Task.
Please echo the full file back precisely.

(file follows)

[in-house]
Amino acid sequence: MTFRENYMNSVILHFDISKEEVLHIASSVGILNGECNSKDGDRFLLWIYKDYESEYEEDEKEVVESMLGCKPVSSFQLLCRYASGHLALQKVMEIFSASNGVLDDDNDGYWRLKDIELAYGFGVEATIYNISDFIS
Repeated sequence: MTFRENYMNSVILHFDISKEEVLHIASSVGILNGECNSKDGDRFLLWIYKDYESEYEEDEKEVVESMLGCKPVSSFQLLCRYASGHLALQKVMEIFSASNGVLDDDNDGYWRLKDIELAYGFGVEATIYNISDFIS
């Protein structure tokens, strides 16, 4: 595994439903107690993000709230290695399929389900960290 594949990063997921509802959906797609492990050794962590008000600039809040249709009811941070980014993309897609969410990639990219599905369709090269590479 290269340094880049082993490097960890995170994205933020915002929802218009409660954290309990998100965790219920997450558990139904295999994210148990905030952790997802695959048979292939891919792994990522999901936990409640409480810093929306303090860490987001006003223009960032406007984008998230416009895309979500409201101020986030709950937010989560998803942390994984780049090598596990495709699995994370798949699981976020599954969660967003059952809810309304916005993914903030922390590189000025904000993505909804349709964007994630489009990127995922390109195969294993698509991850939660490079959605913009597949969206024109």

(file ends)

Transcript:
[in-house]
Amino acid sequence: MTFRENYMNSVILHFDISKEEVLHIASSVGILNGECNSKDGDRFLLWIYKDYESEYEEDEKEVVESMLGCKPVSSFQLLCRYASGHLALQKVMEIFSASNGVLDDDNDGYWRLKDIELAYGFGVEATIYNISDFIS
Repeated sequence: MTFRENYMNSVILHFDISKEEVLHIASSVGILNGECNSKDGDRFLLWIYKDYESEYEEDEKEVVESMLGCKPVSSFQLLCRYASGHLALQKVMEIFSASNGVLDDDNDGYWRLKDIELAYGFGVEATIYNISDFIS
């Protein structure tokens, strides 16, 4: 595994439903107690993000709230290695399929389900960290 594949990063997921509802959906797609492990050794962590008000600039809040249709009811941070980014993309897609969410990639990219599905369709090269590479 290269340094880049082993490097960890995170994205933020915002929802218009409660954290309990998100965790219920997450558990139904295999994210148990905030952790997802695959048979292939891919792994990522999901936990409640409480810093929306303090860490987001006003223009960032406007984008998230416009895309979500409201101020986030709950937010989560998803942390994984780049090598596990495709699995994370798949699981976020599954969660967003059952809810309304916005993914903030922390590189000025904000993505909804349709964007994630489009990127995922390109195969294993698509991850939660490079959605913009597949969206024109």